Herring, G. D., Milloway, J. T., and Wilson, W. N. 1984. Selective Gas Shut-Off Using Sodium Silicate in the Prudhoe Bay Field, AK. Presented at the SPE Formation Damage Control Symposium, Bakersfield, California, 13–14 February. SPE-12473-MS. https://doi.org/10.2118/12473-MS.
Karmakar, G. P., Grattoni, C. A., and Zimmerman, R. W. 2002. Relative Permeability Modification Using an Oil-Soluble Gelant to Control Water Production. Presented at the SPE Annual Technical Conference and Exhibition, San Antonio, Texas, 29 September–2 October. SPE-77414-MS. https://doi.org/10.2118/77414-MS.
Kennedy, H. T. 1936. Chemical Methods for Shutting Off Water in Oil and Gas Wells. In Transactions, Vol. 118, Part 1, 177–186. SPE-936177-G. https://doi.org/10.2118/936177-G.
Krumrine, P. H. and Boyce, S. D. 1985. Profile Modification and Water Control with Silica Gel-Based Systems. Presented at the SPE Oilfield and Geothermal Chemistry Symposium, Phoenix, Arizona, 9–11 March. SPE-13578-MS. https://doi.org/10.2118/13578-MS.
Lakatos, I. and Lakatos-Szabo, J. 2012. Reservoir Conformance Control in Oilfields Using of Silicates: State-of-the-Arts and Perspectives. Presented at the SPE Annual Technical Conference and Exhibition, San Antonio, Texas, 8–10 October. SPE-159640-MS. https://doi.org/10.2118/159640-MS.
Lakatos, I., Lakatos-Szabo, J., Tiszai, G. et al. 1999. Application of Silicate-Based Well Treatment Techniques at the Hungarian Oil Fields. Presented at the SPE Annual Technical Conference and Exhibition, Houston, 3–6 October. SPE-56739-MS. https://doi.org/10.2118/56739-MS.
Lakatos, I. J., Lakatos-Szabo, J., Szentes, G. et al. 2015. New Alternatives in Conformance Control: Nanosilica and Liquid Polymer Aided Silicate Technology. Presented at the SPE European Formation Damage Conference and Exhibition, Budapest, Hungary, 3–5 June. SPE-174225-MS. https://doi.org/10.2118/174225-MS.
Lake, L. W. 1989. Enhanced Oil Recovery. Upper Saddle River, New Jersey: Prentice Hall.
Liang, J.-T. and Seright, R. S. 1997. Further Investigations of Why Gels Reduce Water Permeability More Than Oil Permeability. SPE Prod & Fac 12 (4): 225–230. SPE-37249-PA. https://doi.org/10.2118/37249-PA.
Liang, J.-T., Sun, H., and Seright, R. S. 1995. Why Do Gels Reduce Water Permeability More Than Oil Permeability? SPE Res Eval & Eng 10 (4): 282–286. SPE-27829-PA. https://doi.org/10.2118/27829-PA.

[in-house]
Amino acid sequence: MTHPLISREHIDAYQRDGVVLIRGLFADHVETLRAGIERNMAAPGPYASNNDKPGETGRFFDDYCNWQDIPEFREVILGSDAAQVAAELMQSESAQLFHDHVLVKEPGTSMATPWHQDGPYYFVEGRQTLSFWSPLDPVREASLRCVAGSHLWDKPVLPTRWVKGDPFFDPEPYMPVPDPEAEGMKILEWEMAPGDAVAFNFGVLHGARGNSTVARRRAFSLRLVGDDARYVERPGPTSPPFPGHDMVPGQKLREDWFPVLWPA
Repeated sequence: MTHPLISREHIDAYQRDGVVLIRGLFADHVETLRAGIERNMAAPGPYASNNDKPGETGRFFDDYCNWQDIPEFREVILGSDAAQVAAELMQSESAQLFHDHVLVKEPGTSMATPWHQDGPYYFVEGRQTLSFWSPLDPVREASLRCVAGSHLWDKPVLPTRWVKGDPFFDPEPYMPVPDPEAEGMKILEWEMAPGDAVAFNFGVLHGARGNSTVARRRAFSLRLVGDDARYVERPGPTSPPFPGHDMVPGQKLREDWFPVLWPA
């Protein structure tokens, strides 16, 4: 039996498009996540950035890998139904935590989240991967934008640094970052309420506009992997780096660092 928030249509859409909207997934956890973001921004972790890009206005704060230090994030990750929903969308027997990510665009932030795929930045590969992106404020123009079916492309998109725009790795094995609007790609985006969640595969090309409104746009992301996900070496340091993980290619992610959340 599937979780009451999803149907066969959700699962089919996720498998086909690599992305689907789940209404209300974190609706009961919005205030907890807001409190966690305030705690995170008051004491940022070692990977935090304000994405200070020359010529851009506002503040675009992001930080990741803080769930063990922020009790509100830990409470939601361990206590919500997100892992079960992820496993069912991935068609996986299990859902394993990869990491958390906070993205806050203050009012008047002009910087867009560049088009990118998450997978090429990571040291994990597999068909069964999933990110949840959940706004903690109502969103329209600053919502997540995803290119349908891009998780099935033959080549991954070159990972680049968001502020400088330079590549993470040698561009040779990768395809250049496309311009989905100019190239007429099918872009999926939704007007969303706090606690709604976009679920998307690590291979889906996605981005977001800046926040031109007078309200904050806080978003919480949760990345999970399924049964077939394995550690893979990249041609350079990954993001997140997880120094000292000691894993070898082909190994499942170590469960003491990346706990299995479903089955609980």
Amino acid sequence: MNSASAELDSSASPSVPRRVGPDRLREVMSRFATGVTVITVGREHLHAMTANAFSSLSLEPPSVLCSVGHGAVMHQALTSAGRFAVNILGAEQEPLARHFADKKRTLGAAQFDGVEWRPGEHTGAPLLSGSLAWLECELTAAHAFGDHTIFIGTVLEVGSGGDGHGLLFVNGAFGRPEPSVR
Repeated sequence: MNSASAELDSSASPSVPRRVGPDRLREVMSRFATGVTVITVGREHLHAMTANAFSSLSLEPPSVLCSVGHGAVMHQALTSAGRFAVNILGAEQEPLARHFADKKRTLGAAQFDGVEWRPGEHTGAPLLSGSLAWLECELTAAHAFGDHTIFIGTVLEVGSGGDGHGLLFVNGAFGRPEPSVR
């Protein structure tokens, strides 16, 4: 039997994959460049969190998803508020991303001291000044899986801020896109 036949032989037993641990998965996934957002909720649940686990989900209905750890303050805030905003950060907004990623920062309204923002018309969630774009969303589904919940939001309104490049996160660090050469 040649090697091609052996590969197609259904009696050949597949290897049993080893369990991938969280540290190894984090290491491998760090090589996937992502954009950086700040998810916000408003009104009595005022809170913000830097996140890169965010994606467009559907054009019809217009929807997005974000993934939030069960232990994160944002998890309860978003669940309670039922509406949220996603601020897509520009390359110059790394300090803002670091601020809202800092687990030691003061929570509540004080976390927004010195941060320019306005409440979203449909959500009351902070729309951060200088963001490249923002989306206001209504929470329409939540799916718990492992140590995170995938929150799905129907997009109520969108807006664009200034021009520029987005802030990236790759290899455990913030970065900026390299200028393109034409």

Maini, B. B., Ionescu, E., and Batycky, J. P. 1986. Miscible Displacement of Residual Oil-Effect of Wettability on Dispersion in Porous Media. J Can Pet Technol 25 (3): 36–41. PETSOC-86-03-03. https://doi.org/10.2118/86-03-03.
Nilsson, S., Stavland, A., and Jonsbraten, H. C. 1998. Mechanistic Study of Disproportionate Permeability Reduction. Presented at the SPE/DOE Improved Oil Recovery Symposium, Tulsa, 19–22 April. SPE-39635-MS. https://doi.org/10.2118/39635-MS.
Penberthy, W. L. and Bayless, J. H. 1974. Silicate Foam Wellbore Insulation. J Pet Technol 26 (6): 583–588. SPE-4666-PA. https://doi.org/10.2118/4666-PA.
Pham, L. T. and Hatzignatiou, D. G. 2016. Rheological Evaluation of a Sodium Silicate Gel for Water Management in Mature, Naturally Fractured Oilfields. J. Pet. Sci. Eng. 138 (February): 218–233. https://doi.org/10.1016/j.petrol.2015.11.039.
Quilon. 2015. Data Sheet, www.zaclon.com/pdf/quilon_datasheet.pdf (accessed June 2015).
Razavi, S. M. and Hassani, F. 2007. Preliminary Investigation into Gel Fill: Strength Development and Characteristics of Sand Paste Fill with Sodium Silicate. Presented at the American Rock Mechanics Association 1st Canada-US Rock Mechanics Symposium, Vancouver, Canada, 27–31 May. ARMA-07-197.
Robertson, J. O. and Oefelein, F. H. 1967. Plugging Thief Zones in Water Injection Wells. J Pet Technol 19 (8): 999–1004. SPE-1524-PA. https://doi.org/10.2118/1524-PA.
Smith, L. R., Fast, C. R., and Wagner, O. R. 1969. Development and Field Testing of Large Volume Remedial Treatments for Gross Water Channeling. J Pet Technol 21 (8): 1015–1025. SPE-2217-PA. https://doi.org/10.2118/2217-PA.
Stavland, A. 2010. How to Apply the Flow Velocity as a Design Criterion in RPM Treatments. SPE Prod & Oper 25 (2): 223–231. SPE-121850-PA. https://doi.org/10.2118/121850-PA.
Stavland, A. and Nilsson, S. 2001. Segregated Flow is the Governing Mechanism of Disproportionate Permeability Reduction in Water and Gas Shutoff. Presented at the SPE Annual Technical Conference and Exhibition, New Orleans, 30 September–3 October. SPE-71510-MS. https://doi.org/10.2118/71510-MS.
Stavland, A., Andersen, K. I., Sandoey, B. et al. 2006. How to Apply a Blocking Gel System for Bullhead Selective Water Shutoff: From Laboratory to Field. Presented at the SPE/DOE Symposium on Improved Oil Recovery, Tulsa, 22–26 April. SPE-99729-MS. https://doi.org/10.2118/99729-MS.
Stavland, A., Jonsbråten, H., Vikane, O. et al. 2011. In-Depth Water Diversion Using Sodium Silicate – Preparation for Single Well Field Pilot on Snorre. Proc., 16th European Symposium on Improved Oil Recovery, 12 April. https://doi.org/10.3997/2214-4609.201404788.
Sydansk, R. D. and Romero-Zerón, L. 2011. Reservoir Conformance Improvement. Richardson, Texas: Society of Petroleum Engineers.
Sydansk, R. D. and Seright, R. S. 2007. When andWhere Relative PermeabilityModificationWater-Shutoff Treatments Can Be Successfully Applied. Presented at the SPE/DOE Symposium on Improved Oil Recovery, Tulsa, 22–26April. SPE-99371-MS. https://doi.org/10.2118/99371-MS.
Thompson, K. E. and Fogler, H. S. 1997. Pore-Level Mechanisms for Altering Multiphase Permeability with Gels. SPE J. 2 (3): 350–362. SPE-38433-PA. https://doi.org/10.2118/38433-PA.
Tiffin, D. L. and Yellig, W. F. 1983. Effects of Mobile Water on Multiple-Contact Miscible Gas Displacements. SPE J. 23 (3): 447–455. SPE-10687-PA. https://doi.org/10.2118/10687-PA.
Vail, J. G. 1928. Soluble Silicates in Industry. New York City: Reinhold Publishing Corporation.
Valiollahi, H., Ziabakhsh, Z., and Zitha, P. L. J. 2012. Mathematical Modeling of Chemical Oil-Soluble Transport for Water Control in Porous Media. Comput. Geosci. 45 (August): 240–249. https://doi.org/10.1016/j.cageo.2011.11.021.